In Pictures: The Trial Of The Chicago 7, Starring Yahya Abdul-Mateen II

15 September 2020
Yahya Abdul-Mateen II, Netflix, The trial of the chicago 7, Film
Netflix
The Netflix release comes to your screens October 16

The Trial of the Chicago 7 comes to Netflix MENA on October 16, and has a cast list as dazzling as any we’ve seen lately, principal among them, our August cover star Yahya Abdul Mateen II.

Abdul-Mateen II’s Candyman was due for release this month but has been pushed back until next year in light of the coronavirus and its effect on box office takings.

However, Abdul-Mateen II features in two of Netflix’s biggest new releases, The Trial of the Chicago 7 and The Get Down.

Read Next

The Vision and Values of Yahya Abdul-Mateen II

The Trial of the Chicago 7 tells the story of the organisers of a peaceful 1968 Democratic National Convention protest which turned violent. The organisers, —including Abbie Hoffman, Jerry Rubin, Tom Hayden and Bobby Seale—were charged with conspiracy to incite a riot and the trial that followed was one of the most notorious in history.

Directed by Aaron Sorkin and starring Abdul-Mateen II, the film also features Eddie Redmayne, Mark Rylance, Jeremy Strong, Joseph Gordon-Levitt, Sacha Baron-Cohen and Michael Keaton.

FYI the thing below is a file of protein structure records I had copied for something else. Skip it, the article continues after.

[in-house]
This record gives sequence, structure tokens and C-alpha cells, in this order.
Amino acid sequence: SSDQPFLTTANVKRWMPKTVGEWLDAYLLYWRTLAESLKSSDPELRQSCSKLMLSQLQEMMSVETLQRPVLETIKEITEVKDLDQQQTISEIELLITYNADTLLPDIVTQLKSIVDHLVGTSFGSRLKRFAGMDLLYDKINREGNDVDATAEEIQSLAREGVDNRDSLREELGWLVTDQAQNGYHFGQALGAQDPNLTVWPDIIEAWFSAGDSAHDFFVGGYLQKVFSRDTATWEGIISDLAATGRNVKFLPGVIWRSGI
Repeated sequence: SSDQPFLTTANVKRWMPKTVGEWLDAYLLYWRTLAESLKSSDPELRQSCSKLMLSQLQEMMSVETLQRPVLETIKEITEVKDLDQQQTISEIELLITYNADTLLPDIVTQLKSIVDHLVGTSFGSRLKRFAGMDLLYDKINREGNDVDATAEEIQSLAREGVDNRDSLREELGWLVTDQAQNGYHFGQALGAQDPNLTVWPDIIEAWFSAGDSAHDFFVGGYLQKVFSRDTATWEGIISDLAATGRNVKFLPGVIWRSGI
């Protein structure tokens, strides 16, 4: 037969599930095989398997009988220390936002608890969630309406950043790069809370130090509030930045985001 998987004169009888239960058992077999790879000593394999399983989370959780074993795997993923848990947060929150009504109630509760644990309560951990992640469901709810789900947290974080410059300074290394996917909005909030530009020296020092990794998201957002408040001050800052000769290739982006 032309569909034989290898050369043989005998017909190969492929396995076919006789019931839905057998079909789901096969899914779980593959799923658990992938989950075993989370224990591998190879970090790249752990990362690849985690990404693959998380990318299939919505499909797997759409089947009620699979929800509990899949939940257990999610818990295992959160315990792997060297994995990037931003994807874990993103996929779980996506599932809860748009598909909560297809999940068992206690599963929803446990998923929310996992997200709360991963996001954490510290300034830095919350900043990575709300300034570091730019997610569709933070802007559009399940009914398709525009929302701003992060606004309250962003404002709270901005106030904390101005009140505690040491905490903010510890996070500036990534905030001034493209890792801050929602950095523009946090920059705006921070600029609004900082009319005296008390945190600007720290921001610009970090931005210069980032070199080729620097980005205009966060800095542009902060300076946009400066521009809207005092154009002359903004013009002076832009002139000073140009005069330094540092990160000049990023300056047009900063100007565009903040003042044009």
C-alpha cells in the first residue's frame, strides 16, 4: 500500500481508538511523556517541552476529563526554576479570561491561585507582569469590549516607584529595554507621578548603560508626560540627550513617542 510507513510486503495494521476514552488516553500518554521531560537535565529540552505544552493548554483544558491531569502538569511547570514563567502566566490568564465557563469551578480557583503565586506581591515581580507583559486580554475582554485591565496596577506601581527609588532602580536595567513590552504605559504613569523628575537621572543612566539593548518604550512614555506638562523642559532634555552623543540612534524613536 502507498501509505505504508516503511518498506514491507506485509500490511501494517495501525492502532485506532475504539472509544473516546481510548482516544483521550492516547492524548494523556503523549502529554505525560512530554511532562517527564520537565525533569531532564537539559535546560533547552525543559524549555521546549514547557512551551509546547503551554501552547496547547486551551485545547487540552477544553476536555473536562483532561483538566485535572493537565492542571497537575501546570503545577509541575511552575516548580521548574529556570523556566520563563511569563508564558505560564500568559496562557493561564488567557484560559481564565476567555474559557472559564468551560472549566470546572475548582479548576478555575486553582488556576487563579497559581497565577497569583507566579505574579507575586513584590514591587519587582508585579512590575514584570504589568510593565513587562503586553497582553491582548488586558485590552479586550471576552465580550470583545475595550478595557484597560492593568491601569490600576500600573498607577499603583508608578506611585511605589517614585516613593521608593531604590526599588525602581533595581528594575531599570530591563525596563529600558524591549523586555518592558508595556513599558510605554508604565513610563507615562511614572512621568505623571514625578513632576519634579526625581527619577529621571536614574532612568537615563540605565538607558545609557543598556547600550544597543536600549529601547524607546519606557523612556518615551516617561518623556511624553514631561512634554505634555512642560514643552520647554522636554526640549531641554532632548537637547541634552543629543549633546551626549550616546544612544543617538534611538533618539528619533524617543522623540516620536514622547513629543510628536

This film was also due to be released in theatres but after the coronavirus had such an impact on cinema attendance, the rights were sold to Netflix

Abdul-Mateen II plays Bobby Seale, the American political activist who co-founded the Black Panther Party with Huey P Newton.

Seale was originally charged along with seven other people, over the organization of the 1968 protest, but his trial was split from the other men, leading them to be known as the Chicago 7.

Read Next

The Best Movies To Watch On Netflix MENA

Speaking to GQ Middle East earlier this year Abdul-Mateen II said that playing Seale taught him to never allow any oppressor to see him suffer. “That was a very important lesson for keeping my mind sharp: learning we have the tools within ourselves to combat fears by not allowing them to penetrate our souls, and turning oppression into our strength – to become stronger than the oppressive.

“The world is collectively saying, look, we’re holding on to old worn out ways and we need to move on. Those old worn out systems are holding on and they’re pushing back very hard but they’re going to topple soon. Soon may not be this year, but soon may be in the next 30 years.”